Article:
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What to expect at your first Passover dinner

For those who have never celebrated Passover, it helps to know that it’s a significant holiday in the Jewish community. Passover is a time of remembrance for when the Jews escaped their slavery in ancient Egypt. Although each family may celebrate the Passover Seder a little bit differently, the spirit and a few main themes remain the same. Understanding the basics of Seder dinner can make it easier to appreciate — and adapt — as a first-time guest.

My first Seder happened a few years after I was dating my now-husband. Needless to say, I was a little nervous. I didn’t know what to expect.

I was sure I was going to make a huge mistake, completely embarrass myself and never be invited back to their house. Luckily, my husband’s family is extremely kind, so even a big mistake probably would have been forgiven. Even luckier, none of that happened.

Before I went, I tried to figure some things out but couldn’t get an inside scoop on what to expect. There was a lot of information about Passover in general, but no good understanding of what to anticipate if you’d never attended a Seder.

What to expect at a Seder

Based on my experience (that first one and quite a few more since), here’s my take.

1. If you are going to bring something for the meal, just bring a veggie

During Passover, Jewish people generally aren’t supposed to eat any food that rises. Most people just equate this to bread, but you would be amazed at what is on this list: things such as wheat, rye, oats, barley, legumes, corn, rice and most products made from them. As you can tell, even trying to make a dessert gets difficult. Do yourself a favor, and stick to a recipe with only a few simple ingredients, such as a vegetable.

More: A Shiksa’s attempt at the Passover diet

2. Don’t make after-dinner plans

The dinner is just one small part of the celebration. There is a lot of storytelling and remembering that goes on prior to (and even after) the actual dinner. It takes time, and then even the dinner is served in courses.

3. Be prepared to eat unusual things before the dinner is even served

The Passover Seder plate contains edible things to remind you of something specific to the Passover story. Here’s a list with the associated symbolism:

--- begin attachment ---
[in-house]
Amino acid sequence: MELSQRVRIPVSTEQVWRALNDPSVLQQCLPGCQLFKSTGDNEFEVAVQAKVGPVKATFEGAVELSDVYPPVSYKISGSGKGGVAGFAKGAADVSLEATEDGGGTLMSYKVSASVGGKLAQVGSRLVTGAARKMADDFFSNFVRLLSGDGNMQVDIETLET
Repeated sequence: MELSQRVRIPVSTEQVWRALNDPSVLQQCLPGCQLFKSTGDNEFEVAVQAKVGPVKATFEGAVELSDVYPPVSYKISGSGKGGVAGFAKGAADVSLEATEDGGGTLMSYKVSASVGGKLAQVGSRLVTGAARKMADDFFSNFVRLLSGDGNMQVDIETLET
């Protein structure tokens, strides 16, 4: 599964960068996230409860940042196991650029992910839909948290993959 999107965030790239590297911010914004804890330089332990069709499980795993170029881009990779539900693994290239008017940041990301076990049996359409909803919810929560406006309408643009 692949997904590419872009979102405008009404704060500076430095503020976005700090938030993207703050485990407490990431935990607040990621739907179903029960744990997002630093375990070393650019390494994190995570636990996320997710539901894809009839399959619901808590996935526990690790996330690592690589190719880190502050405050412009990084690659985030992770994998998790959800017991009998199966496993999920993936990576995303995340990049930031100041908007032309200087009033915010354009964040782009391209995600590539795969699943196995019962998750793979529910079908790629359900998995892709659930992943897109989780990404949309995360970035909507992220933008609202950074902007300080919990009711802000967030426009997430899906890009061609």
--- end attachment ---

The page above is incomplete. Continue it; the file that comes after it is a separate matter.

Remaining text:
• Horseradish — a symbol of the bitterness of slavery Jewish people endured in Egypt
  • Charoset (an apple and nut mixture) — a symbol of the mortar used to build in Egypt
  • Parsley dipped in salt water — a symbol of the pain and tears the slaves suffered
  • Matzo — a symbol of how fast the Jews left Egypt
  • Wine — a symbol of redemption
  • Lamb’s bone — a symbol of sacrifice
  • Hard-boiled egg — a symbol of mourning
  • (Possibly) an orange — a newer symbol incorporating females and homosexuals into the Jewish community

More: A quick Passover guide to the meaning of everything on the Seder plate

4. Some things you may never have had…

Some things you may enjoy. Some things you may never want again. Open your mind and your mouth. Take an insider tip, though: Look for the smallest sprig of parsley. It’s not easy going down!

More: Traditional matzo ball soup recipe for Passover

5. There are a lot of readings and stories

My husband’s family likes participation, so even I sometimes read in Hebrew, and I am the worst. (Don’t worry: I didn’t learn before I went. They spell it out phonetically.) If you have to do it, just try your best. It’s not a contest. It’s a celebration.

Here’s the most important thing: Be ready to learn something new and enjoy yourself. Even though I learned about Passover growing up, it’s all new when hearing it from the Jewish perspective. Enjoy your first Passover Seder!

Updated by Bethany Ramos on 4/12/2016

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